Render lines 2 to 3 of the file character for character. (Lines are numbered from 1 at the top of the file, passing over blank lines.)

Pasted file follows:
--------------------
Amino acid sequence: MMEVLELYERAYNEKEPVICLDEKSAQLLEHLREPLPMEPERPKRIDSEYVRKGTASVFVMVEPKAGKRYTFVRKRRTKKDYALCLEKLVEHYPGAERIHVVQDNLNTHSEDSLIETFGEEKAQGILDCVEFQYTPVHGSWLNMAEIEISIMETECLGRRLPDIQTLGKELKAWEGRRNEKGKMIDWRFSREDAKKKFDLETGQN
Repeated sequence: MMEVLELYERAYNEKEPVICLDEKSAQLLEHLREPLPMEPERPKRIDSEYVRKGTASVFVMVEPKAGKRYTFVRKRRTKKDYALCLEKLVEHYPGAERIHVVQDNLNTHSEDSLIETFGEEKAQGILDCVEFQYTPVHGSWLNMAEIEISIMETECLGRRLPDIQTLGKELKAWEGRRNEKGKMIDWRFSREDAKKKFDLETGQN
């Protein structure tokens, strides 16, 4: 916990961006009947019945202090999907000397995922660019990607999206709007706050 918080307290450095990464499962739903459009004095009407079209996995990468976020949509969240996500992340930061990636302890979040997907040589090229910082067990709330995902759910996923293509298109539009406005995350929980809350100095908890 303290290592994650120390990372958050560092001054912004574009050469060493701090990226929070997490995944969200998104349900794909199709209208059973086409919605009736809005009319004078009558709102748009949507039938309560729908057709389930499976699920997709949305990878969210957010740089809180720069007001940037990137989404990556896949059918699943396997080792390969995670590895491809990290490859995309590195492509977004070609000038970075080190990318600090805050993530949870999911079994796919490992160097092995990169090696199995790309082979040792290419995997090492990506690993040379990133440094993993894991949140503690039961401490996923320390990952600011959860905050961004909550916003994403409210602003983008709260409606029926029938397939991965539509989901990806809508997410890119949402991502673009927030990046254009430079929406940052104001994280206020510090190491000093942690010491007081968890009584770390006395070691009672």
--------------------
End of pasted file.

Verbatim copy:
Repeated sequence: MMEVLELYERAYNEKEPVICLDEKSAQLLEHLREPLPMEPERPKRIDSEYVRKGTASVFVMVEPKAGKRYTFVRKRRTKKDYALCLEKLVEHYPGAERIHVVQDNLNTHSEDSLIETFGEEKAQGILDCVEFQYTPVHGSWLNMAEIEISIMETECLGRRLPDIQTLGKELKAWEGRRNEKGKMIDWRFSREDAKKKFDLETGQN
């Protein structure tokens, strides 16, 4: 916990961006009947019945202090999907000397995922660019990607999206709007706050 918080307290450095990464499962739903459009004095009407079209996995990468976020949509969240996500992340930061990636302890979040997907040589090229910082067990709330995902759910996923293509298109539009406005995350929980809350100095908890 303290290592994650120390990372958050560092001054912004574009050469060493701090990226929070997490995944969200998104349900794909199709209208059973086409919605009736809005009319004078009558709102748009949507039938309560729908057709389930499976699920997709949305990878969210957010740089809180720069007001940037990137989404990556896949059918699943396997080792390969995670590895491809990290490859995309590195492509977004070609000038970075080190990318600090805050993530949870999911079994796919490992160097092995990169090696199995790309082979040792290419995997090492990506690993040379990133440094993993894991949140503690039961401490996923320390990952600011959860905050961004909550916003994403409210602003983008709260409606029926029938397939991965539509989901990806809508997410890119949402991502673009927030990046254009430079929406940052104001994280206020510090190491000093942690010491007081968890009584770390006395070691009672």